Monday, June 26, 2006

Church Picnic

Sunday was another full day for the kids. The weather was gorgeous and we started the day with church in a pasture. It was lovely. Our church held a service at a Conservation Area, with a picnic and games that followed. It was so pretty and perfectly shaded.

We brought a blanket and the kids made me very proud by sitting with us semi-quietly throughout most of the service. The morning did not go without some predictable antics; Will stole all the straws from our neighbours' drink boxes that were left within his line of sight, Jake came back from the dessert table with his 4th cupcake claiming "I'm really sorry, Mom, but there were no more good pieces of watermelon so I had to have another cupcake" and Owen stimmed and squealed through all the serious parts in prayer. Our minister made an announcement to the congregation, wishing our family well on our future in Calgary. I was emotional (as always) and especially touched because of everything that our church has done for our family. Most people are not even aware of what role it has played in our lives.

When I first learned that I was expecting the twins and had Jake only having just turned one, I was very fearful of what was to come. I approached the Parrish Nurse, Beth, asking if she could help me connect with some resources.. I was looking for babysitters, etc. When the twins did arrive, Beth was a blessing. She checked in on me in those early days when I thought I was going to lose my mind in the stress that comes with three babies under two, 2 hours of sleep a night and the sound of crying blaring 24/7. Beth brought us more than enough meals to keep us well fed and her calming, positive attitude was exactly what was needed at the time.

When the boys were diagnosed with autism, Beth was one of the first people I called. It was in our effort to reach out to people who may offer some suggestions for resources and what I got in return was a lifeline. Beth sat through our tears, heard us talk through our fear of the future and came up with ideas on how to move forward. She connected us with Diane at the nursery school (for which I'll ever be grateful), she offered to coordinate support meetings for our friends and family to attend and the most generous offer of all is that after getting the approval of the church committees and David, our minister, she helped to provide us with a location for us to accomodate having the boys' IBI therapy. Our small house could not accomodate it and it would cost much more dearly if the boys had to go to a centre-based therapy programme. Our church became Owen and Will's second home. Nursery school took place every morning in the upper floors of the church, then the boys' therapists picked them up and walked them to the basement for their therapy.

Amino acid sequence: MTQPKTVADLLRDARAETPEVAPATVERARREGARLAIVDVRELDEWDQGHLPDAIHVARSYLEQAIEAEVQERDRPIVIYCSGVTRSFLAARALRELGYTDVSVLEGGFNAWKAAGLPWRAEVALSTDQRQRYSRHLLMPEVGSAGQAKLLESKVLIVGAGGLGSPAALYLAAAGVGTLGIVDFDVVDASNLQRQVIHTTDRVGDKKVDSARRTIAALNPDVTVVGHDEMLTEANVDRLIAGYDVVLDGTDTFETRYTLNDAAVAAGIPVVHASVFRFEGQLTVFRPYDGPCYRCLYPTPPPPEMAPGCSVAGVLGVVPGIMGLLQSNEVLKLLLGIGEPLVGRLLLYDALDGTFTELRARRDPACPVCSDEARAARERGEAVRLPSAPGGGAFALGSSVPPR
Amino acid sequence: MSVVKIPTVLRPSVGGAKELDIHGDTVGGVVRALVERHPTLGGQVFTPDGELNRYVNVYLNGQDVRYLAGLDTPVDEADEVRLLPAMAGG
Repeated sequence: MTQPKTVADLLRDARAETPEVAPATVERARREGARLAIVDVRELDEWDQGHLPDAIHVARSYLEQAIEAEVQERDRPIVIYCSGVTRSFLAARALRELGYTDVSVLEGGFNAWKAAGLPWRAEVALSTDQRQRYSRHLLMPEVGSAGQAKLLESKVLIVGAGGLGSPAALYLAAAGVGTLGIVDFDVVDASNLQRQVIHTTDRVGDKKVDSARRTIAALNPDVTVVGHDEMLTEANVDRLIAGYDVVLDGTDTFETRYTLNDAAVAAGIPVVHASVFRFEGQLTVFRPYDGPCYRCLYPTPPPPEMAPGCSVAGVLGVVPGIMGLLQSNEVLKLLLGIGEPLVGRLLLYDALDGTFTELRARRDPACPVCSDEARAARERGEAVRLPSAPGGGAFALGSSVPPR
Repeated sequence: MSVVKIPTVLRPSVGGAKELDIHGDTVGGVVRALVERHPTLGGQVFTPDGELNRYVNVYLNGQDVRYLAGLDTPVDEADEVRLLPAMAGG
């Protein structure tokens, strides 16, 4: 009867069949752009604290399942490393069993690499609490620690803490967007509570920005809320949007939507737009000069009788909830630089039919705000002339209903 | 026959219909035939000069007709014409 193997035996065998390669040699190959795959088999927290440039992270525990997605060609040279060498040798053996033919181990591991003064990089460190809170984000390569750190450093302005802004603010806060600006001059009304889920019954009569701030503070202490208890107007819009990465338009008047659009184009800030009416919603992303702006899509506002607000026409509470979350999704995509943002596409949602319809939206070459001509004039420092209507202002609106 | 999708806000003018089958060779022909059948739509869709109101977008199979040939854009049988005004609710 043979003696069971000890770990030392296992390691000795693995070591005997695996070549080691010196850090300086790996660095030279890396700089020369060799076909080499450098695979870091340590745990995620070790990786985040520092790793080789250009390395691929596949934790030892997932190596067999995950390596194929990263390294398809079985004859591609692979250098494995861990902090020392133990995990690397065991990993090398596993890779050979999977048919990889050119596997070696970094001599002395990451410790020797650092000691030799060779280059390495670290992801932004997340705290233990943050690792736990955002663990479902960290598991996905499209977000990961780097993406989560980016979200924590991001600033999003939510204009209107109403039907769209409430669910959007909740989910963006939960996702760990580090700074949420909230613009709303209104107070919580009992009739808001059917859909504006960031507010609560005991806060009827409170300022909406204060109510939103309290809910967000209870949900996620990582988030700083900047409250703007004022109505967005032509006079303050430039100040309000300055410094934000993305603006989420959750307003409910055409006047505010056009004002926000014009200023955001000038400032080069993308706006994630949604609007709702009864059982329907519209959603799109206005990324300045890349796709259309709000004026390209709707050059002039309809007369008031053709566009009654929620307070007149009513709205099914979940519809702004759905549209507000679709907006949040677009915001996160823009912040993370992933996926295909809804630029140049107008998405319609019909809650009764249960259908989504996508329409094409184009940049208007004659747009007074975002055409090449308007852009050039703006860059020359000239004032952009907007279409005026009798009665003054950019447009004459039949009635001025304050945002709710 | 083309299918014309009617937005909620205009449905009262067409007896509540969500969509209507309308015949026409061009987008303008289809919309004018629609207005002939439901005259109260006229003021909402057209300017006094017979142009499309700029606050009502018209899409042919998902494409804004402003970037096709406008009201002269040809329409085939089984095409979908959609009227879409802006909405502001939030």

What a gift. You can't ask for much more when you are looking for a safe place for your children to be when they are not at home with you. Every morning I would drop the kids off at church, oftentimes with Jake who enjoyed the routine as much as we all did. Helen would buzz us in the doors with a smile and we could count on Owen and Will to stick with routine and make a beeline for the room with the piano, regardless if it was filled with a bible study group or not. The boys barely looked back once they went through the doors and I felt secure in knowing that the "eyes and ears" of my church home were watching out for the boys. Jake and I could stop in for a quick visit with Beth in her office, where she let her buddy Jake colour and write on as many post-it notes as he wanted while I yakked her ear off with updates on where we were at in our life. On our way out, we would stop in to visit with Helen, the church secretary, who would offer Jake his candy, and show off pictures of her grandchildren proudly. Our minister, David, would poke his head out of the office for a chat and the day always felt right when we had them start off like that. I can't tell you how much I'll miss these mornings.

Our church has really been like a home. We got to see the nooks and crannies and parts of it that not everyone gets to see, from the basement -- up. Jake could run about and do his own thing and the twins looked like they were at home. We never felt judged. We never felt embarrassed of what kind of attention we were attracting with the boys' quirky behaviours. Every single person has been kind to us. From the church, we were connected with some amazing people who I suspect we will keep close to us for our entire lives... Regardless of your faith, or your dedication to showing up every Sunday, or how many church committees you join or how many functions you volunteer at, our experience with our church has shown me that just being neighbourly, or compassionate and non-judgemental is a kindness that can change a person (or family's) life. Our experience here has made me proud that we made the decision to join this congregation five years ago, because my children are learning these values from everyone we've met here.

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